But it will take more than a voucher scheme to convince critics of the worth of coalition collaborations.
Making the behaviour change message more explicit
Last year the government opted to spend less on advertising and make Coca-Cola its key partner for its seasonal drink-drive campaign.
Coca-Cola GB has run a designated driver campaign for several years now, offering buy one get one free promotions on its soft drinks throughout December. The brand has always had the backing of the Department for Transport, but last year it became a partnership scheme.
For the first time in recent years, the government scrapped its media spend on television and instead highlighted the brand partnership in radio, online and washroom ads.
The decision was not universally popular, with Louise Ellman, chairman of the government’s Transport Select Committee, telling Marketing Week’s sister title Pitch/ “Enforcement of drink-drive regulations in Great Britain must become much more visible, frequent, sustained and well-publicised. There has to be stronger enforcement than a partnership with a multinational soft drinks vendor.”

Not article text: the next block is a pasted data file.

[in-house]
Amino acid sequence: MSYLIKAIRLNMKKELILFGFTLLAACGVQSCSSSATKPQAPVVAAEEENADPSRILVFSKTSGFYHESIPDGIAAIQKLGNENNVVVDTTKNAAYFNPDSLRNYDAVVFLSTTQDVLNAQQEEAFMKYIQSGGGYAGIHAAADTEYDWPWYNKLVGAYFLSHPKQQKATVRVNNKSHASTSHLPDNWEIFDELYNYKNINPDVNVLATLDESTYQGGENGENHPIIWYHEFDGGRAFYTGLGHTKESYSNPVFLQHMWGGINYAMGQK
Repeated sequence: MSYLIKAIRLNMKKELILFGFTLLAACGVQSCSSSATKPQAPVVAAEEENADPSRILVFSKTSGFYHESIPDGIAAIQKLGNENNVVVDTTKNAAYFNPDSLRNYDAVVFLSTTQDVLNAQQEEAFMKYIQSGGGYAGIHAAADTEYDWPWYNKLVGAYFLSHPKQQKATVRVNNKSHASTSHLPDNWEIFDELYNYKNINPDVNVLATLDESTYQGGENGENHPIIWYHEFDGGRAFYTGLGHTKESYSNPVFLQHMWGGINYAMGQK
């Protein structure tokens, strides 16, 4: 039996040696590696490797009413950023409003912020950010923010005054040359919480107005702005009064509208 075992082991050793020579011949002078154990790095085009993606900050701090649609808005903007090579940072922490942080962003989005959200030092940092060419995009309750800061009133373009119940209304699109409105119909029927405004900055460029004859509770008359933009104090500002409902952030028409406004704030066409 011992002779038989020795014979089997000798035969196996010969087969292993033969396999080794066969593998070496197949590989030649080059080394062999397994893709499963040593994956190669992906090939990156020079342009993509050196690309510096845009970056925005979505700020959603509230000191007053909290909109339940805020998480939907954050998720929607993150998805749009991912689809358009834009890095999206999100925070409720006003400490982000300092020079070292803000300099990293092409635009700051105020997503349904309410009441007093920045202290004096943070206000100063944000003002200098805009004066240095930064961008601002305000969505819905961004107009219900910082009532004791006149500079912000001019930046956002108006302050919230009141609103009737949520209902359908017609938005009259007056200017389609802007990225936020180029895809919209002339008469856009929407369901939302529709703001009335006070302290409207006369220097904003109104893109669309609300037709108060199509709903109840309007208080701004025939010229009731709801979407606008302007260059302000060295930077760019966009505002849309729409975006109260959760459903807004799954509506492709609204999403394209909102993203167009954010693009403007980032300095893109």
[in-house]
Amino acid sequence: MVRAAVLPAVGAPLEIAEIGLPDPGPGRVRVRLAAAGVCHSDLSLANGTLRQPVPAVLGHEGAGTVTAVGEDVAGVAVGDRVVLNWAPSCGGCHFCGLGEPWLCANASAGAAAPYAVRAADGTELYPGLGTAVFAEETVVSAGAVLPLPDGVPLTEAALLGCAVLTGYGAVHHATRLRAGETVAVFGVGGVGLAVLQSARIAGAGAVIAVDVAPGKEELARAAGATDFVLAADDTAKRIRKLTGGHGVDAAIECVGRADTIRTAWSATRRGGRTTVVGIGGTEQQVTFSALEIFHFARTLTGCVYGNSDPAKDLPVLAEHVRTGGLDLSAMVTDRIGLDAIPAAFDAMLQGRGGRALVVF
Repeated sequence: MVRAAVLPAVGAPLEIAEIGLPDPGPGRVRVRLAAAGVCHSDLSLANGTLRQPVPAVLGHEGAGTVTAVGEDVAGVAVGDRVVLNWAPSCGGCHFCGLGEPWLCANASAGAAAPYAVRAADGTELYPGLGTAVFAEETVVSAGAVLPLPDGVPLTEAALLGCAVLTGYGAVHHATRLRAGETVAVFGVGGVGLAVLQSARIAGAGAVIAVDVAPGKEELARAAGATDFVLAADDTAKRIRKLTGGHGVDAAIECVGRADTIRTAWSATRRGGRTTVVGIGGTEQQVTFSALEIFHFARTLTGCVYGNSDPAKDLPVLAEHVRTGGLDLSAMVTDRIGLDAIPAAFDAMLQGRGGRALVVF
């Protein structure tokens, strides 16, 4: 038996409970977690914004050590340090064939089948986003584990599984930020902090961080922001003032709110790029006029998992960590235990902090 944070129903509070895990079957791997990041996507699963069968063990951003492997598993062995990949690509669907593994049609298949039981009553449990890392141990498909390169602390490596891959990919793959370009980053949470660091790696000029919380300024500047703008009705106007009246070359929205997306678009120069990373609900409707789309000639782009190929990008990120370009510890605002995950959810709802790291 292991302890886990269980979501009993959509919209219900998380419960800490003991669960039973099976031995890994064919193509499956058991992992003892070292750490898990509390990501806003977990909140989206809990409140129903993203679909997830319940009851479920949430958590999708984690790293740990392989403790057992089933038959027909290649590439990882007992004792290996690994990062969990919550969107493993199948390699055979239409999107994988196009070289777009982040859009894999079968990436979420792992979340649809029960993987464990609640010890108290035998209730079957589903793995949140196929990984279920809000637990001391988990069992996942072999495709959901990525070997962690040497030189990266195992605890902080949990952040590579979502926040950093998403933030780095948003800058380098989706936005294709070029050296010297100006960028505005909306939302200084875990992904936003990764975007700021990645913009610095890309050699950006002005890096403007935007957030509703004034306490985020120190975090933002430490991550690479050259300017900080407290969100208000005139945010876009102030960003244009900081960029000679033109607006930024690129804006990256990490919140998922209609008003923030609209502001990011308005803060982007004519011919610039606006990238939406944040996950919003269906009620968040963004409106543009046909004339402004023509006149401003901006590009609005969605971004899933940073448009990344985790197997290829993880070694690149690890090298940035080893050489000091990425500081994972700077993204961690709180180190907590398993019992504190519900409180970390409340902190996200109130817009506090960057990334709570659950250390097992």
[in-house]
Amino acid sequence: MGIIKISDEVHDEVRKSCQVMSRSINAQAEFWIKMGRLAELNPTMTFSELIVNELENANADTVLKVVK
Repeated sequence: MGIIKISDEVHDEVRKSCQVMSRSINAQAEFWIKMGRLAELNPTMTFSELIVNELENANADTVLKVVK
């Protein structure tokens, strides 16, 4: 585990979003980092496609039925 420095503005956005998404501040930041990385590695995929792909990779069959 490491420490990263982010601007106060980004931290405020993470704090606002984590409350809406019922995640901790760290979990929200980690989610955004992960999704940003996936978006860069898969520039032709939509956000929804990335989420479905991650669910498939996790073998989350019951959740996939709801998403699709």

However, Coca-Cola Great Britain and Ireland country manager Jon Woods believes that its brand power enables the responsible drinking message to be at the front of people’s minds. He states: “The ultimate aim of the partnership is to help raise awareness of responsible drinking, recognising that Christmas is a time for celebration.”
He says the partnership helps to replace the graphic cautionary nature of the TV ads and “encourages people to do the right thing while still enjoying a great night out with friends and family”.
Figures for the campaign are unavailable, but sources say the campaign proved to the government that it was able to get closer to consumers at the crucial moment of decision-making by working with a renowned brand. Joe Fernandez, assistant editor, Pitch